The title of Orlando Figes's impressively wide-ranging book refers to a scene in War and Peace in which Natasha Rostov, the finest product of the European education favoured by the Russian aristocracy for more than a century, visits the far from luxurious home of a distant relative. He is a nobleman living in the country with his serf 'wife', Anisya; he has, it seems, abandoned that superior attitude to the Russian 'people', the narod, that generally characterises his class. He strikes up a folk-song on his guitar, and challenges Natasha, who has never danced to such music before, to do so now. Suddenly she finds herself performing the native steps with perfect rhythm and grace. 'Where, when and how,' the narrator asks, 'had this young countess, educated by an émigrée French governess, imbibed from the Russian air she breathed that spirit, and obtained that manner which the pas de châle, one would have supposed, had long ago effaced?' Anisya and the other peasants in the room are deeply moved: 'this slim, graceful countess reared in silks and velvets . . . was able to understand all that was in Anisya . . . and in every Russian man and woman.' The moment fits with Tolstoy's aim to compose a great patriotic epic portraying the unity of the Russian people in the face of foreign invasion. But here, as with all the other creative work he uses, Figes interprets the scene as expressing a fundamental historical truth about Russian culture.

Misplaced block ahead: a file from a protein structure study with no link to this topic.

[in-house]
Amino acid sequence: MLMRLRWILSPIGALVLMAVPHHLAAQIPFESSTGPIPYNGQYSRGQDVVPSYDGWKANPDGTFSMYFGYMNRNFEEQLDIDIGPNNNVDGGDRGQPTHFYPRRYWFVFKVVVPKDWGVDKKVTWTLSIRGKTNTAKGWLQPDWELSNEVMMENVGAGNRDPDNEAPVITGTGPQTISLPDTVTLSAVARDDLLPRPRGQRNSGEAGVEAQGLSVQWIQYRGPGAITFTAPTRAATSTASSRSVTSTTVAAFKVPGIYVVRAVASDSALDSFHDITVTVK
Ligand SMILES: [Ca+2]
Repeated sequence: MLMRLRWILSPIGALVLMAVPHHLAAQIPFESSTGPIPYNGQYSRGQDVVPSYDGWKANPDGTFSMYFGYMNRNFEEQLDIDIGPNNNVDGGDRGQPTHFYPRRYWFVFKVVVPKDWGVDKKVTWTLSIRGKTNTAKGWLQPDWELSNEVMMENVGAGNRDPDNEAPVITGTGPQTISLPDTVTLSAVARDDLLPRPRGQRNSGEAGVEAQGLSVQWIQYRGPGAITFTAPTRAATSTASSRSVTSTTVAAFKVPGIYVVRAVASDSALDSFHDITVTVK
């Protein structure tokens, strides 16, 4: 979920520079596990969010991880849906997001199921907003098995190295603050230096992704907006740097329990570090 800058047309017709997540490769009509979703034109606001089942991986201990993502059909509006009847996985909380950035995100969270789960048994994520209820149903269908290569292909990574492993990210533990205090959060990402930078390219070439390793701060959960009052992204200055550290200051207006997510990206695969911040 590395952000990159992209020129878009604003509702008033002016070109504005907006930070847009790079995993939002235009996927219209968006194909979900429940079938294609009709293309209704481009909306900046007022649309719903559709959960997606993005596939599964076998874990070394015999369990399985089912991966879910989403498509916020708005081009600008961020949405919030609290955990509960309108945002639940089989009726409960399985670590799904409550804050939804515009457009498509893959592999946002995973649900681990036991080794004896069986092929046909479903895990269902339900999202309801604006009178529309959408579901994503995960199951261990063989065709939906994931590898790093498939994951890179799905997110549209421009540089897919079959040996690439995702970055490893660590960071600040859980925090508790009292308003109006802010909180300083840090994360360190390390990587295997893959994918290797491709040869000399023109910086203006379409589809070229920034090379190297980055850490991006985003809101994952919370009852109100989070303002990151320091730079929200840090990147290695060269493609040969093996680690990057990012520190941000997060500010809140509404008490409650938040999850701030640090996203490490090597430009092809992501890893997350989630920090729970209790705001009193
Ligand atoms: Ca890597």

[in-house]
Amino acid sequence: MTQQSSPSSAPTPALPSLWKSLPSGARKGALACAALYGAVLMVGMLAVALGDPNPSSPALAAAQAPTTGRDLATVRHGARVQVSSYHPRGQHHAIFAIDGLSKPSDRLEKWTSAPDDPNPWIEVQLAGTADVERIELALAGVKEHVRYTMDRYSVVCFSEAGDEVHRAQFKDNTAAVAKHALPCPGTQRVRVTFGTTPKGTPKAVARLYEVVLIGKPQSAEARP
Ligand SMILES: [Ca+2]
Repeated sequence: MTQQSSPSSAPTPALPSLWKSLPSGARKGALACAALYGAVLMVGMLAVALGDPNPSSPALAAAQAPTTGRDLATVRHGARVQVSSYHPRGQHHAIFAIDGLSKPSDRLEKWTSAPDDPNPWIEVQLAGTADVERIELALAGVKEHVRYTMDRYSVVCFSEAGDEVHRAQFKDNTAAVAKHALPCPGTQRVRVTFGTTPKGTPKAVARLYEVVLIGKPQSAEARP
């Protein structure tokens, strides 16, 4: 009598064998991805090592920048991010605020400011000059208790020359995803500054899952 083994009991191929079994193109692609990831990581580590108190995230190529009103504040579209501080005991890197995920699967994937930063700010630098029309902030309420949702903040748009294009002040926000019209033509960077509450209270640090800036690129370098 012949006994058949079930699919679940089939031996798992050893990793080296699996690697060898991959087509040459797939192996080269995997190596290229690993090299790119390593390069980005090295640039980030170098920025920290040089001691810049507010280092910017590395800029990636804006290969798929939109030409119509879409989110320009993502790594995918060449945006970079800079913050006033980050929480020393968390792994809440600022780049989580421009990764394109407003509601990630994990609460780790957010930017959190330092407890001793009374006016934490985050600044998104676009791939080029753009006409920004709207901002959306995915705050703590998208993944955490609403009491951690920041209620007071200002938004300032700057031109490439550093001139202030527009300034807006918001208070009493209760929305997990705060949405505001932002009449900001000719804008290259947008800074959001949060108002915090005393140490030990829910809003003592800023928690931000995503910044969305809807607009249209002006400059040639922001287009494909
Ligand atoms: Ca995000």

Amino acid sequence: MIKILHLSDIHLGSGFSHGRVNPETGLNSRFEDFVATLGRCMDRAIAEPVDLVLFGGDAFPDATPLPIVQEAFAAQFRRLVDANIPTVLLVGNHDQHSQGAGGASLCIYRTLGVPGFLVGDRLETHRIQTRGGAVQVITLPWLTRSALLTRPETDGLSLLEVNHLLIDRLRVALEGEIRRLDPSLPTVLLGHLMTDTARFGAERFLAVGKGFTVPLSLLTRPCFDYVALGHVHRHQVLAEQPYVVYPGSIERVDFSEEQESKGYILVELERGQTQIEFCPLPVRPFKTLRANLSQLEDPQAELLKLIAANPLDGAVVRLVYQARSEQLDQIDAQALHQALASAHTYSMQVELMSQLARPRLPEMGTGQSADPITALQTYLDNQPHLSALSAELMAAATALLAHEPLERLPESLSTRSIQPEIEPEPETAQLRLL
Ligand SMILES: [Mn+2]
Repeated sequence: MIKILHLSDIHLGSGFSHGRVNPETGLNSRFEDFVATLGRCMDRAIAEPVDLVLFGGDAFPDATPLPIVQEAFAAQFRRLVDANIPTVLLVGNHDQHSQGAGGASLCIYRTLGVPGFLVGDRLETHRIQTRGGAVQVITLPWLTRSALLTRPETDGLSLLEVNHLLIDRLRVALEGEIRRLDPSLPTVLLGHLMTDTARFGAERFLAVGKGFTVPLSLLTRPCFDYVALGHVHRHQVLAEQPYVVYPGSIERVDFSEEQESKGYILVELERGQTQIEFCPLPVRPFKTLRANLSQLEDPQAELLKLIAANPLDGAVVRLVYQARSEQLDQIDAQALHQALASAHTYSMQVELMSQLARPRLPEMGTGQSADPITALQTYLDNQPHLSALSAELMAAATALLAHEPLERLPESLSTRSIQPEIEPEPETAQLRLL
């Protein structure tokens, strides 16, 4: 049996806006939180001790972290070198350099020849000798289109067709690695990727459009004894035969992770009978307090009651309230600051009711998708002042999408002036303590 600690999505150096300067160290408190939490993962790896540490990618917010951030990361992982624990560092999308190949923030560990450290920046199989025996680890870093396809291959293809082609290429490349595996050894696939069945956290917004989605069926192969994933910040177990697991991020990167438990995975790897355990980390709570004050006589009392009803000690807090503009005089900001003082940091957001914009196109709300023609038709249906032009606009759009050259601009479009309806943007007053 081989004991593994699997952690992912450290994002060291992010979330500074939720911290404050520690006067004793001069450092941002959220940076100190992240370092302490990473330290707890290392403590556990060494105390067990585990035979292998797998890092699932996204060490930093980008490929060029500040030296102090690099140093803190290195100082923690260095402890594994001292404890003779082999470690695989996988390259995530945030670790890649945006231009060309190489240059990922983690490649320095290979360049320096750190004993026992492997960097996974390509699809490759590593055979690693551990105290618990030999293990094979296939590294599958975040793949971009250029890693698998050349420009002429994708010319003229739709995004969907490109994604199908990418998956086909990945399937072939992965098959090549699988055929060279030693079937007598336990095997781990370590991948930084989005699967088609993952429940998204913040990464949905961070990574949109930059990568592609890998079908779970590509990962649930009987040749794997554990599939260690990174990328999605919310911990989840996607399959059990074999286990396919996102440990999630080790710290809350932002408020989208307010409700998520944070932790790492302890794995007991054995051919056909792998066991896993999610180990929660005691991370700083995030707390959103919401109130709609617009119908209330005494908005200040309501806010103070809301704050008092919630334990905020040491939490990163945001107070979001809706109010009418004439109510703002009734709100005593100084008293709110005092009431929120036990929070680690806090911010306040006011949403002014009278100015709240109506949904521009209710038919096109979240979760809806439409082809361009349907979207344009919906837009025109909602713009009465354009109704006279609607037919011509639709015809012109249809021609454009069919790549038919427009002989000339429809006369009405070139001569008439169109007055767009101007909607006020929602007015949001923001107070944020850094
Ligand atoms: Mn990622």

LRB 28 November 2002 | PDF Download